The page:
The Challenge: Part Four
Flame thought he was onto something, and Corran sure hoped so. They had decided to call it a night, finally, and began to set up camp. Flame ordered Torch and Corran to go get some firewood, and they grudgingly obeyed. Once out of earshot, they complained loudly.
“Why couldn’t he come and help too?” Corran asked Torch.
Torch sighed as he picked up a rather large log and answered, “You know Flame... he’ll rant on when we get back about needing to study the map farther so he can get us back on the trail.”
The red Kougra laughed a little bit at this; that was certainly Flame’s way.
Soon enough, they decided that they had enough firewood and headed back to camp. Sure enough, when Corran and Torch returned Flame was squinting in the moonlight at the map. Just as they walked up to him, he jumped up from the ground in an exuberant fashion, squealing in delight.
This startled Torch so much that he dropped all of his firewood.
“Sweet Fyora, Flame, you need to stop screaming like that!” he said indignantly.
Corran stifled a chuckle.
Flame didn’t seem to hear. “I think I’ve got it!” he explained. “In the morning we can start up early. I’m pretty sure we can make it to the Werelupe Woods and back in time... if we don’t get eaten, of course...” he ended rather sheepishly.
Nonetheless, they were glad to hear some good news for once. Corran breathed a lot easier knowing that they weren’t as lost as they had been.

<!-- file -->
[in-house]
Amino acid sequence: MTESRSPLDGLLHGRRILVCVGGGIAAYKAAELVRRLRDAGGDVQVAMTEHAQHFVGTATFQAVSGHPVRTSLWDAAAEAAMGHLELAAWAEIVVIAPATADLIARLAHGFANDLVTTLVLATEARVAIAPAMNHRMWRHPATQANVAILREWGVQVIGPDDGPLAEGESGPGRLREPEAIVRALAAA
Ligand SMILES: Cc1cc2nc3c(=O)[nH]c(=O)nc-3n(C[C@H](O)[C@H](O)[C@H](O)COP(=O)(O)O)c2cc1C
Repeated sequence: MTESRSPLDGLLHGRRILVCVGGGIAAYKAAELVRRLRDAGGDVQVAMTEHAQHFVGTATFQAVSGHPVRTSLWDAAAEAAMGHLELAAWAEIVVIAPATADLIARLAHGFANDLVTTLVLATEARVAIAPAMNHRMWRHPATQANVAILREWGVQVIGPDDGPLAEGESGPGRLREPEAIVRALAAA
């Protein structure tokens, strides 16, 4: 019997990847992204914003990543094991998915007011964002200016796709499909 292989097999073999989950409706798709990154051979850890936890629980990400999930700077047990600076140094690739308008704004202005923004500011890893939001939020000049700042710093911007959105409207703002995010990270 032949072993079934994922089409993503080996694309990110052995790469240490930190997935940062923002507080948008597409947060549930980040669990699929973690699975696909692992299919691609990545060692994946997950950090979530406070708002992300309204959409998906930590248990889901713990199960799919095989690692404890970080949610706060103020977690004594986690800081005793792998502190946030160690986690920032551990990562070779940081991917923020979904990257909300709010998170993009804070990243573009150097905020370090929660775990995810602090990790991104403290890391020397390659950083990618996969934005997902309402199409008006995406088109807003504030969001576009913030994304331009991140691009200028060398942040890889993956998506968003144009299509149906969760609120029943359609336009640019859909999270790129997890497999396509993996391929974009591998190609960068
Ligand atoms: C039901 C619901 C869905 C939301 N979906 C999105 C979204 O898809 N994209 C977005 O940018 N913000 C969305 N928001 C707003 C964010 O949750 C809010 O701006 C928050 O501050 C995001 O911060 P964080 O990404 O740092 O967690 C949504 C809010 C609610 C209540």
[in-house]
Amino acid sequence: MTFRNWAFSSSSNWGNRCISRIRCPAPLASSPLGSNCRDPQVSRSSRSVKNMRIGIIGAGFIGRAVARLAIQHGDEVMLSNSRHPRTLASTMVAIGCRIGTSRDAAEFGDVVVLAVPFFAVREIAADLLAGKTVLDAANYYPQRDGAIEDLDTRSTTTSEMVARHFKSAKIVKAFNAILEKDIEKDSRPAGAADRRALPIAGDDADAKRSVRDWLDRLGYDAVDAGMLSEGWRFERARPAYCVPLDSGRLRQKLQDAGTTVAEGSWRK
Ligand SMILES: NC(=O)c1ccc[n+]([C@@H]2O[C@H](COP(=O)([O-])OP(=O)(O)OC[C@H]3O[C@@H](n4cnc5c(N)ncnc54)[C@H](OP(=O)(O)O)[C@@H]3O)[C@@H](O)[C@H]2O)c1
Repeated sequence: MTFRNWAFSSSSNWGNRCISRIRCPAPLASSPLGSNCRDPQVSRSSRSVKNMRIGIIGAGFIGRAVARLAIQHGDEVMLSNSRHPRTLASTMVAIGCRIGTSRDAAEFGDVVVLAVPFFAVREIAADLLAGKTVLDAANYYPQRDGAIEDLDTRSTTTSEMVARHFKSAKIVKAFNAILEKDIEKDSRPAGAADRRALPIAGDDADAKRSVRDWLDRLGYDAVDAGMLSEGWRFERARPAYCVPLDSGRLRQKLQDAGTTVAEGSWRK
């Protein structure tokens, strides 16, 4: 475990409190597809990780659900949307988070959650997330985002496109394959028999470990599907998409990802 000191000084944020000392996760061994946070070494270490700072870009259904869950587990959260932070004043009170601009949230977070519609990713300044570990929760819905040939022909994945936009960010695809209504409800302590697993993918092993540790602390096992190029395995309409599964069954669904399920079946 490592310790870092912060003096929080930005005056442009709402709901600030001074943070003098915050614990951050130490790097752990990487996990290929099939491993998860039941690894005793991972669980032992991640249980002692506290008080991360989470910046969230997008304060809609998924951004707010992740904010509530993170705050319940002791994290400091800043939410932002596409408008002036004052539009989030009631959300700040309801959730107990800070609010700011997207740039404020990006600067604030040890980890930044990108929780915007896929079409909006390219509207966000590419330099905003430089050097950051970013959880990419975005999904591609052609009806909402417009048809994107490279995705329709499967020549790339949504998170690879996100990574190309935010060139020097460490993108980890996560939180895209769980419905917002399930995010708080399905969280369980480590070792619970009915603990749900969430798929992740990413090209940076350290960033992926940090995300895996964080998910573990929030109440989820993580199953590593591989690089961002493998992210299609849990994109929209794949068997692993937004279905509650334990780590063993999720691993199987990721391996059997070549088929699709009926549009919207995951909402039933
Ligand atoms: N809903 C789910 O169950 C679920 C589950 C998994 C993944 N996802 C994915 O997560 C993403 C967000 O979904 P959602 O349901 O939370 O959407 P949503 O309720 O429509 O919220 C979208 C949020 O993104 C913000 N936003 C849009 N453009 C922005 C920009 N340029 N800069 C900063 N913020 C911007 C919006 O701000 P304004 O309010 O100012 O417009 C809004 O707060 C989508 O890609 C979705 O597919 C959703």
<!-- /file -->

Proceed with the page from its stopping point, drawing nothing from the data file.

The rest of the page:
Sure enough, the next morning they found themselves back on the main road. Since it was the second day of their journey, they had only five more days until they were due back at the castle. Hopefully they would reach the Woods by the next day, spend another day in the Woods, then have the last two days to get back to the castle. Even if they had to spend two days in the Woods, they would probably still be able to make it back in time.
“We should be in the Woods by nightfall,” said Flame, eyes still glued to the map, “We can just camp there. Tomorrow morning we can start looking for that gold dagger. Hopefully we’ll be out of there quickly.”
Both Corran and Torch nodded in agreement. It seemed that with every step he took closer to their destination, more and more stories of the Woods echoed in his ears. According to his father, the Werelupes weren’t exactly violent creatures, but they were very territorial. Also, it was rumored that they had little self control when the full moon was up. This disturbed Corran particularly greatly, for there was a full moon to come that very night.
Later in the afternoon, Torch broke the odd silence that had overcome the group. “Am I the only one who’s wondering why we haven’t met more of Torak’s obstacles?”
Flame nodded, eyes still not moving from the map. “Torak’s one to work people to death. I can’t understand why he’s only sent one attack against us.”
“He might be thinking that the Woods alone will be enough of a challenge,” suggested Corran. The other two merely shrugged.
Against his will, Corran was again troubled. Had something happened to the group who had been following them? The dreams were still coming when he went to sleep at night. Unwillingly, he heard the voice of Bella the light faerie creep into his thoughts.
“A darkness, spreading...”
He shook his head to clear those thoughts, which held a little too much paranoia than he was really comfortable with.